ReelViews for 'NR' movies
Works best when viewed within the larger context of how moviemaking shifted during the 1950s and 1960s than as a stand-alone motion picture.
The way in which it is presented by first-time feature director Lara Jean Gallagher is slow, awkward, and pretentious.
A meditation about the effects of greed and isolation on the human psyche, this Oscar darling gave Humphrey Bogart his darkest role.
For the first two-thirds, it's an effecting and effective tale of female bonding; however, toward the end, melodramatic contrivances result in an unlikely climax and unsatisfying denouement.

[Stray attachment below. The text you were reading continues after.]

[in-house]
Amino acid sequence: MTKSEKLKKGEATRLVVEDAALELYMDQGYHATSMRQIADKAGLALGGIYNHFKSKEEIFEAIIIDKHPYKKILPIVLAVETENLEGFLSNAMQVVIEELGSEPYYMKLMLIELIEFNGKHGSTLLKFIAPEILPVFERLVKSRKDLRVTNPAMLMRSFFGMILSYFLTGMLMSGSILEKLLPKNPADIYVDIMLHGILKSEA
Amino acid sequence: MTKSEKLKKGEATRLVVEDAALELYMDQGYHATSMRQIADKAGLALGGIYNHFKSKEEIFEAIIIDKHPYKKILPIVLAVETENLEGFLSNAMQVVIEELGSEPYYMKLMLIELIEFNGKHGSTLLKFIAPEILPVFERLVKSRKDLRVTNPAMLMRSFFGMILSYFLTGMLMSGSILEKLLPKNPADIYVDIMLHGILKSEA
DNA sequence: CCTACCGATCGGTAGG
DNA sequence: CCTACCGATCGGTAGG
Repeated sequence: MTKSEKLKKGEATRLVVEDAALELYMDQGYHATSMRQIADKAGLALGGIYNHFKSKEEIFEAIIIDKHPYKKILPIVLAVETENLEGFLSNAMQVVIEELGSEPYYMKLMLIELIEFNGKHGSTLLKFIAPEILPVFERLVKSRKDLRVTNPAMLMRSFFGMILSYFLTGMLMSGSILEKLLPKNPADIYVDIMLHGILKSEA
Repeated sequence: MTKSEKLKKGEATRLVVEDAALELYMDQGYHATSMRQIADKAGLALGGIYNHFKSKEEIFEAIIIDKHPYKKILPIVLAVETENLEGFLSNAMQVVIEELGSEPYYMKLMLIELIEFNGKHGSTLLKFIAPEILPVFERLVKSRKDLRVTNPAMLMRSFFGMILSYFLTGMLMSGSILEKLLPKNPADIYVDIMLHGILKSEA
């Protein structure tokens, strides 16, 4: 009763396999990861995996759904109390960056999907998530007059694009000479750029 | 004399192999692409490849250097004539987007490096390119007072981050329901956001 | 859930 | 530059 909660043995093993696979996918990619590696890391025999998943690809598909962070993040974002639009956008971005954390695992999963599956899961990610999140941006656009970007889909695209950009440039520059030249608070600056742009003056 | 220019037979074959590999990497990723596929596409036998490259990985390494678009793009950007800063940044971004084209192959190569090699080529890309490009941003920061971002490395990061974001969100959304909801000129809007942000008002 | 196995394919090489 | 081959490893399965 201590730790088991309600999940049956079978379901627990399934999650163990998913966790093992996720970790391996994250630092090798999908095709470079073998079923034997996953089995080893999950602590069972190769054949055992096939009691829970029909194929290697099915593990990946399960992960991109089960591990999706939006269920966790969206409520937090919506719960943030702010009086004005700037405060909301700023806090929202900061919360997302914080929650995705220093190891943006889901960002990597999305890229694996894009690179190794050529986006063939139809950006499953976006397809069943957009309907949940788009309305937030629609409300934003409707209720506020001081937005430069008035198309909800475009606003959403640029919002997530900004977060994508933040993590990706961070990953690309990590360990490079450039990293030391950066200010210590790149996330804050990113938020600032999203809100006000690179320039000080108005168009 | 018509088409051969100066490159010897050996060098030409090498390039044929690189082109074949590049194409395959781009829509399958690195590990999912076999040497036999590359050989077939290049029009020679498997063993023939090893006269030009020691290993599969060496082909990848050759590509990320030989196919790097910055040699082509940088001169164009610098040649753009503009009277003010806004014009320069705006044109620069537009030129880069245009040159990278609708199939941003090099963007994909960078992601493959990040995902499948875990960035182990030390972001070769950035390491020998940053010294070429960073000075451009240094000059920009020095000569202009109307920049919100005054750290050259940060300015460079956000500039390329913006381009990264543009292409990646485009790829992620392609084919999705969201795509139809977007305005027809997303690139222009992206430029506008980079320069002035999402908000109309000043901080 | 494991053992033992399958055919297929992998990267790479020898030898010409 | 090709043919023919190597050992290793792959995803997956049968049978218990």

The technical aspects – although impressive considering the special effects limitations of the era – represent a lukewarm reason to see the film and the storyline adds little in the way of a sweetener.
The movie does many things - some are wrenching, some pose unanswerable existential questions, and some make one wonder whether the film should exist in the first place.
The most accessible of Soviet director Andrei Tarkovsky’s films, it relies more on mood and atmosphere than narrative and character.
At times moves too slowly for its own good but the climax is as rousing as that of any Western made during the decade when the genre was at its peak.